BEST LAID PLANS, INTERUPTED, OFFER OPPORTUNITY
OK, I was unaware of this. A Tuesday newspaper article alerted me to the day. However, we were thrown into a giving experience on December 1, 2014, the day before that year’s Giving Tuesday. Allow me to share the story with you.
I’d planned a quiet day clearing up some paperwork, writing, making turkey broth from leftover turkey bones. However, the best laid plans…you know the rest of this cliché…
Blood dripped onto my kitchen floor as I examined the cut on husband’s index finger. Its depth had me suggesting he might need stitches. I finally convinced him to go to the emergency room as his AB+ red fluid flowed freely into the bathroom sink unless he put real pressure on it.
Monte and I entered the emergency room almost simultaneously as another gentleman. We looked at each other while waiting to sign in. He looked so familiar.
“John?” That morning I’d had a man cancel an interview due to illness, and he mentioned he might have to go to the emergency room.
“I’m Walter,” the man replied in a soft, almost inaudible, voice.
He told Monte and I he’d broken his foot several days ago. As he was explaining Monte was called to register for treatment. I stayed with Walter, whom I hadn’t seen in several years. I was ashamed I hadn’t recognized the former Beanery Writers Group (Latrobe, Pennsylvania) member immediately. I knew several members would be glad to hear how he was doing, so I wanted to get his address and phone number.
While searching through my purse for a pen the nurse called him to sign in. I borrowed her pen to write down his address as I trailed them to the intake desk. I managed to get his address but not his phone number.
I rejoined Monte as he was completing his registration, and the staff chuckled that I had remained behind “with another man.”
Almost immediately we were sent to a smaller waiting room which Walter also entered and successfully gave me his phone number before we were called into a treatment room.
Monte bypassed the bed and sat with me on the two chairs against the wall. A staff woman came in and smiled. “You make a cute couple,” she said, after which a physician’s assistant proceeded to place five stitches on Monte’s finger. Meanwhile, Walter was in an adjacent room. While we waited to receive discharge instructions I waved to him and walked over to the door of his room to see how he was doing.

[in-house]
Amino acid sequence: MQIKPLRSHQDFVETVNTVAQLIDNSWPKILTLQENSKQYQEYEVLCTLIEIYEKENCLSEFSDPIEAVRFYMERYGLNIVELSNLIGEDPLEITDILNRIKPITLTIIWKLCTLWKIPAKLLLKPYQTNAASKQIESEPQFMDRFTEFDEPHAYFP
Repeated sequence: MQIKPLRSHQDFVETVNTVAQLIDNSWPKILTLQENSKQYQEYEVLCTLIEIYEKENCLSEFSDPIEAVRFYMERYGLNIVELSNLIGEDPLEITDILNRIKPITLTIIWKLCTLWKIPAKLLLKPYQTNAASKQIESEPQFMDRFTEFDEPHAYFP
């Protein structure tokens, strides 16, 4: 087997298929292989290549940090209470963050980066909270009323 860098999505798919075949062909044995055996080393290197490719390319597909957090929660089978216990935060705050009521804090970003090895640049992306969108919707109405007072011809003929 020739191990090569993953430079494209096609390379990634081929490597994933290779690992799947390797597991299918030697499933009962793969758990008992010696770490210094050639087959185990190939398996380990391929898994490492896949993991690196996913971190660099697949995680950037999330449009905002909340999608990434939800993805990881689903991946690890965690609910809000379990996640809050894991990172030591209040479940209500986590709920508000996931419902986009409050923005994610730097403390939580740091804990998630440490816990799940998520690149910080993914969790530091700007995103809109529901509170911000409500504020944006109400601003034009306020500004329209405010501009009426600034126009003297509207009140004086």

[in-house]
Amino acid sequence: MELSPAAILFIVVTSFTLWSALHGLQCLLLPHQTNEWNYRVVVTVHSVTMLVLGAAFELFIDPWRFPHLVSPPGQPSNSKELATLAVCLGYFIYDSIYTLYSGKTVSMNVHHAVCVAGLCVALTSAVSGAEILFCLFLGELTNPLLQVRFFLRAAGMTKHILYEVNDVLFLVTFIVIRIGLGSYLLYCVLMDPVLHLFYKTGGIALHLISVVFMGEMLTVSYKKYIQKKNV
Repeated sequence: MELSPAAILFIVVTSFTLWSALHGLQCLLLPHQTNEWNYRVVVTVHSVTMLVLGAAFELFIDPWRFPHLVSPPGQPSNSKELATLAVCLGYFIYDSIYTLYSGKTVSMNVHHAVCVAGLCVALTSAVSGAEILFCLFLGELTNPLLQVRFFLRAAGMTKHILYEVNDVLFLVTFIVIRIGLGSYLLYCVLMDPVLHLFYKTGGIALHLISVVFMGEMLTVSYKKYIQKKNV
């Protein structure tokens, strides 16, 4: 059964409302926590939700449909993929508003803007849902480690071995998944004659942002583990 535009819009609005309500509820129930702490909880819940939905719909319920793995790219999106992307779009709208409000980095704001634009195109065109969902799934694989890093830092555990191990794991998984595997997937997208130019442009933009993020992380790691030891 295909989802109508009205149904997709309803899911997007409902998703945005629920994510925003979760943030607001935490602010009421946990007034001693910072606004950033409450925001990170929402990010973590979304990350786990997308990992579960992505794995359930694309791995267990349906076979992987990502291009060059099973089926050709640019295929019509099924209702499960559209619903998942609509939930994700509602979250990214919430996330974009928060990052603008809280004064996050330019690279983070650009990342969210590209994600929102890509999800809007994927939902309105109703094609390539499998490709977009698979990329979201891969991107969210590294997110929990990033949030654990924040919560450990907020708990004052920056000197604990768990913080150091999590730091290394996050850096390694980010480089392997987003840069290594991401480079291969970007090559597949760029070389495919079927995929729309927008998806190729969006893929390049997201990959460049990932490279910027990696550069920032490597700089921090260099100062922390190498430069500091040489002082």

“You can come in,” I was told. By this time the entire staff knew Walter and I were friends.
Walter received a stiff brace on his leg and foot—just short of a cast. I heard them tell him he couldn’t drive. How was he to get home?
Monte was able to drive now that he was stitched up so I suggested he drive Walter’s car to take him home and I would follow. Walter agreed, and gave me his car key. Monte went to get his car.
As we drove through the damp, rainy, Latrobe streets Monte’s car pulled over to the edge of the road. He came to our car and told me Walter wanted to stop to eat, so we shared a pizza and conversation.
While waiting for our pizza Walter told us about his unique experience he’d had—surviving being struck by lightning about a year ago. His voice is so soft and the normal background noise in the restaurant discouraged me from asking questions in detail.
“A lightning bold hit a tree on the hill (behind his house) and then struck a transformer above his head. I was knocked to the ground, and knocked out, but came to. I managed to crawl into the house, and then spent 26 hours stuck between the shower and bathroom wall. Two days later I was up and walking. However, my doctor placed me in Mountainview home for 7 months. I didn’t want to stay.”
His doctor wouldn’t release him from the home which made him angry.
He sustained burn scars from the lightning hit, and it knocked a hole in his leg.
“God took care of me that night,” Walter said.
This year, for me, is unusual. Some activities are done way ahead of schedule—I mailed Christmas boxes two days before Thanksgiving; or done in a timely fashion—I managed to take my granddaughter out for her birthday dinner on schedule, or done in my typical late fashion.
Participation in Giving Tuesday can be by offering financial gifts or by being of service to someone in need. God must have been taking care of Walter by placing us in the right spot at the right time to meet an old friend and offer assistance.
We performed our Giving Tuesday a day early, leaving our Monday plans to be completed on Tuesday. Sometimes the best laid plans go awry yet offer new opportunity.